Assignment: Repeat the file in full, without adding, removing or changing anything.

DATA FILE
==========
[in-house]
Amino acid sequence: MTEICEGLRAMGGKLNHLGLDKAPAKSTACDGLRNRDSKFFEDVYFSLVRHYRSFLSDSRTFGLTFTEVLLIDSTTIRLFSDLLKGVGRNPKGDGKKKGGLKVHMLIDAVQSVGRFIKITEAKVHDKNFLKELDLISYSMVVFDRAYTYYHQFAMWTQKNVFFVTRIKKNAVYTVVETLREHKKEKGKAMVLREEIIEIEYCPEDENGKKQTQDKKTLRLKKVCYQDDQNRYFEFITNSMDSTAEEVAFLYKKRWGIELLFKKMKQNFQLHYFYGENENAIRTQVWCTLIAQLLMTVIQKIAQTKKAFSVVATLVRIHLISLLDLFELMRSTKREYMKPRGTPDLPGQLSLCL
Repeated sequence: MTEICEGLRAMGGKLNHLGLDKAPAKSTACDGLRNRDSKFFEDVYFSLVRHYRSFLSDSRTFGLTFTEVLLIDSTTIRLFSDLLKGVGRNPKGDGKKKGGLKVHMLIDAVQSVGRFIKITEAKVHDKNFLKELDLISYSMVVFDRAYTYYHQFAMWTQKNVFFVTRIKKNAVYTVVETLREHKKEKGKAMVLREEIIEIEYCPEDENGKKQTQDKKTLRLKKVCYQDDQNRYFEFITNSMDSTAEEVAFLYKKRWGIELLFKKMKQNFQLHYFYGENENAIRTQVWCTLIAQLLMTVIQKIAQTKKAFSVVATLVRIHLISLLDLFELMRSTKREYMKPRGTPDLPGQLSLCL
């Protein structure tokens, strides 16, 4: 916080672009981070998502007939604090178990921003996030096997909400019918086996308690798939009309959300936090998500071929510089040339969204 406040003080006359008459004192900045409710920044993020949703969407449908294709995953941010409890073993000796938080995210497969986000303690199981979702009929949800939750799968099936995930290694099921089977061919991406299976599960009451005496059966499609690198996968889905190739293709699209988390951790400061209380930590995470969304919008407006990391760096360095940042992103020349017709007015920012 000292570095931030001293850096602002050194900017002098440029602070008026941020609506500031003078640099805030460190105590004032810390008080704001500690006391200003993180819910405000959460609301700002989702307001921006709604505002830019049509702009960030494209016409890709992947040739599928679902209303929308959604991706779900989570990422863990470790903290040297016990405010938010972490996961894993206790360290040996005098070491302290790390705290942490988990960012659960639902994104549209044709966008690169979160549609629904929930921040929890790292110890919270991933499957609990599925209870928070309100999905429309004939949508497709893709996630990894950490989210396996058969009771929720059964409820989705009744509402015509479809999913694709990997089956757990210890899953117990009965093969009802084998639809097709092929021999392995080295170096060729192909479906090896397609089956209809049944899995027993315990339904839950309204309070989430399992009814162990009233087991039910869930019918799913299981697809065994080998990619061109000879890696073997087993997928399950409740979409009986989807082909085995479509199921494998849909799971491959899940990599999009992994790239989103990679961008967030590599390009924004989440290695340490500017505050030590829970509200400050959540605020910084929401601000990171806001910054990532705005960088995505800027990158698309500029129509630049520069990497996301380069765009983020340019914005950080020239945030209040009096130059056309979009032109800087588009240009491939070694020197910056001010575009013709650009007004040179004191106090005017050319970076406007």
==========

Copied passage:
[in-house]
Amino acid sequence: MTEICEGLRAMGGKLNHLGLDKAPAKSTACDGLRNRDSKFFEDVYFSLVRHYRSFLSDSRTFGLTFTEVLLIDSTTIRLFSDLLKGVGRNPKGDGKKKGGLKVHMLIDAVQSVGRFIKITEAKVHDKNFLKELDLISYSMVVFDRAYTYYHQFAMWTQKNVFFVTRIKKNAVYTVVETLREHKKEKGKAMVLREEIIEIEYCPEDENGKKQTQDKKTLRLKKVCYQDDQNRYFEFITNSMDSTAEEVAFLYKKRWGIELLFKKMKQNFQLHYFYGENENAIRTQVWCTLIAQLLMTVIQKIAQTKKAFSVVATLVRIHLISLLDLFELMRSTKREYMKPRGTPDLPGQLSLCL
Repeated sequence: MTEICEGLRAMGGKLNHLGLDKAPAKSTACDGLRNRDSKFFEDVYFSLVRHYRSFLSDSRTFGLTFTEVLLIDSTTIRLFSDLLKGVGRNPKGDGKKKGGLKVHMLIDAVQSVGRFIKITEAKVHDKNFLKELDLISYSMVVFDRAYTYYHQFAMWTQKNVFFVTRIKKNAVYTVVETLREHKKEKGKAMVLREEIIEIEYCPEDENGKKQTQDKKTLRLKKVCYQDDQNRYFEFITNSMDSTAEEVAFLYKKRWGIELLFKKMKQNFQLHYFYGENENAIRTQVWCTLIAQLLMTVIQKIAQTKKAFSVVATLVRIHLISLLDLFELMRSTKREYMKPRGTPDLPGQLSLCL
């Protein structure tokens, strides 16, 4: 916080672009981070998502007939604090178990921003996030096997909400019918086996308690798939009309959300936090998500071929510089040339969204 406040003080006359008459004192900045409710920044993020949703969407449908294709995953941010409890073993000796938080995210497969986000303690199981979702009929949800939750799968099936995930290694099921089977061919991406299976599960009451005496059966499609690198996968889905190739293709699209988390951790400061209380930590995470969304919008407006990391760096360095940042992103020349017709007015920012 000292570095931030001293850096602002050194900017002098440029602070008026941020609506500031003078640099805030460190105590004032810390008080704001500690006391200003993180819910405000959460609301700002989702307001921006709604505002830019049509702009960030494209016409890709992947040739599928679902209303929308959604991706779900989570990422863990470790903290040297016990405010938010972490996961894993206790360290040996005098070491302290790390705290942490988990960012659960639902994104549209044709966008690169979160549609629904929930921040929890790292110890919270991933499957609990599925209870928070309100999905429309004939949508497709893709996630990894950490989210396996058969009771929720059964409820989705009744509402015509479809999913694709990997089956757990210890899953117990009965093969009802084998639809097709092929021999392995080295170096060729192909479906090896397609089956209809049944899995027993315990339904839950309204309070989430399992009814162990009233087991039910869930019918799913299981697809065994080998990619061109000879890696073997087993997928399950409740979409009986989807082909085995479509199921494998849909799971491959899940990599999009992994790239989103990679961008967030590599390009924004989440290695340490500017505050030590829970509200400050959540605020910084929401601000990171806001910054990532705005960088995505800027990158698309500029129509630049520069990497996301380069765009983020340019914005950080020239945030209040009096130059056309979009032109800087588009240009491939070694020197910056001010575009013709650009007004040179004191106090005017050319970076406007």